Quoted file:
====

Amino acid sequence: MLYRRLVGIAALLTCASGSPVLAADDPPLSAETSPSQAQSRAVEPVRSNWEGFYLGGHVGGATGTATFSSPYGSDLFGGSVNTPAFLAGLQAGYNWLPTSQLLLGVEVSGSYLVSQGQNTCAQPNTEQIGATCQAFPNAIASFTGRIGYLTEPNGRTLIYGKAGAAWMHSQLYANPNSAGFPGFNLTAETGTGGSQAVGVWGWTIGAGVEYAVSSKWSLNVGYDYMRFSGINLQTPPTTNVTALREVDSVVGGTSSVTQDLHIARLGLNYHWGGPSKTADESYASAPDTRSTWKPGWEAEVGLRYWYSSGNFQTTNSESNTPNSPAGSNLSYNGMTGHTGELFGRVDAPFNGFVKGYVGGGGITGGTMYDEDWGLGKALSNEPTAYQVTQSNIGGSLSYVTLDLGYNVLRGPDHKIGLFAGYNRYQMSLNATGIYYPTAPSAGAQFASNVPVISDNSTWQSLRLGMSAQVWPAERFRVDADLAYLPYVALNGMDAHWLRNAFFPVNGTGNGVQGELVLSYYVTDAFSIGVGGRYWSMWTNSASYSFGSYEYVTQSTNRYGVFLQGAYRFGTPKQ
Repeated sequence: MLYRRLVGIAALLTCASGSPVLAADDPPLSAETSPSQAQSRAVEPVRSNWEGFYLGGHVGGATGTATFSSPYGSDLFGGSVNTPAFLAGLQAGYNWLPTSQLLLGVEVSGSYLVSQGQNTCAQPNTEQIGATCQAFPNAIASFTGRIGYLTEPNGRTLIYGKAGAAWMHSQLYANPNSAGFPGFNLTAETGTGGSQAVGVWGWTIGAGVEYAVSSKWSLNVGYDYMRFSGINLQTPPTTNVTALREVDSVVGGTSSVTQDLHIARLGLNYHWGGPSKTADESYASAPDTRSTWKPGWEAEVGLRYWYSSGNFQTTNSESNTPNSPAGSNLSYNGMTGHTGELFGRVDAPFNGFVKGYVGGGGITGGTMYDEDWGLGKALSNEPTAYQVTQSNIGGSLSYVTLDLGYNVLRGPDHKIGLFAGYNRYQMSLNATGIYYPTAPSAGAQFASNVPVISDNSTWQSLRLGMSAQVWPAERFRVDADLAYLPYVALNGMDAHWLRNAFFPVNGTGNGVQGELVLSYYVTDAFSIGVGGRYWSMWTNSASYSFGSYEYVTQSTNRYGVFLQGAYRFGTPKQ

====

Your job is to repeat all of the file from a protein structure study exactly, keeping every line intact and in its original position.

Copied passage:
Amino acid sequence: MLYRRLVGIAALLTCASGSPVLAADDPPLSAETSPSQAQSRAVEPVRSNWEGFYLGGHVGGATGTATFSSPYGSDLFGGSVNTPAFLAGLQAGYNWLPTSQLLLGVEVSGSYLVSQGQNTCAQPNTEQIGATCQAFPNAIASFTGRIGYLTEPNGRTLIYGKAGAAWMHSQLYANPNSAGFPGFNLTAETGTGGSQAVGVWGWTIGAGVEYAVSSKWSLNVGYDYMRFSGINLQTPPTTNVTALREVDSVVGGTSSVTQDLHIARLGLNYHWGGPSKTADESYASAPDTRSTWKPGWEAEVGLRYWYSSGNFQTTNSESNTPNSPAGSNLSYNGMTGHTGELFGRVDAPFNGFVKGYVGGGGITGGTMYDEDWGLGKALSNEPTAYQVTQSNIGGSLSYVTLDLGYNVLRGPDHKIGLFAGYNRYQMSLNATGIYYPTAPSAGAQFASNVPVISDNSTWQSLRLGMSAQVWPAERFRVDADLAYLPYVALNGMDAHWLRNAFFPVNGTGNGVQGELVLSYYVTDAFSIGVGGRYWSMWTNSASYSFGSYEYVTQSTNRYGVFLQGAYRFGTPKQ
Repeated sequence: MLYRRLVGIAALLTCASGSPVLAADDPPLSAETSPSQAQSRAVEPVRSNWEGFYLGGHVGGATGTATFSSPYGSDLFGGSVNTPAFLAGLQAGYNWLPTSQLLLGVEVSGSYLVSQGQNTCAQPNTEQIGATCQAFPNAIASFTGRIGYLTEPNGRTLIYGKAGAAWMHSQLYANPNSAGFPGFNLTAETGTGGSQAVGVWGWTIGAGVEYAVSSKWSLNVGYDYMRFSGINLQTPPTTNVTALREVDSVVGGTSSVTQDLHIARLGLNYHWGGPSKTADESYASAPDTRSTWKPGWEAEVGLRYWYSSGNFQTTNSESNTPNSPAGSNLSYNGMTGHTGELFGRVDAPFNGFVKGYVGGGGITGGTMYDEDWGLGKALSNEPTAYQVTQSNIGGSLSYVTLDLGYNVLRGPDHKIGLFAGYNRYQMSLNATGIYYPTAPSAGAQFASNVPVISDNSTWQSLRLGMSAQVWPAERFRVDADLAYLPYVALNGMDAHWLRNAFFPVNGTGNGVQGELVLSYYVTDAFSIGVGGRYWSMWTNSASYSFGSYEYVTQSTNRYGVFLQGAYRFGTPKQ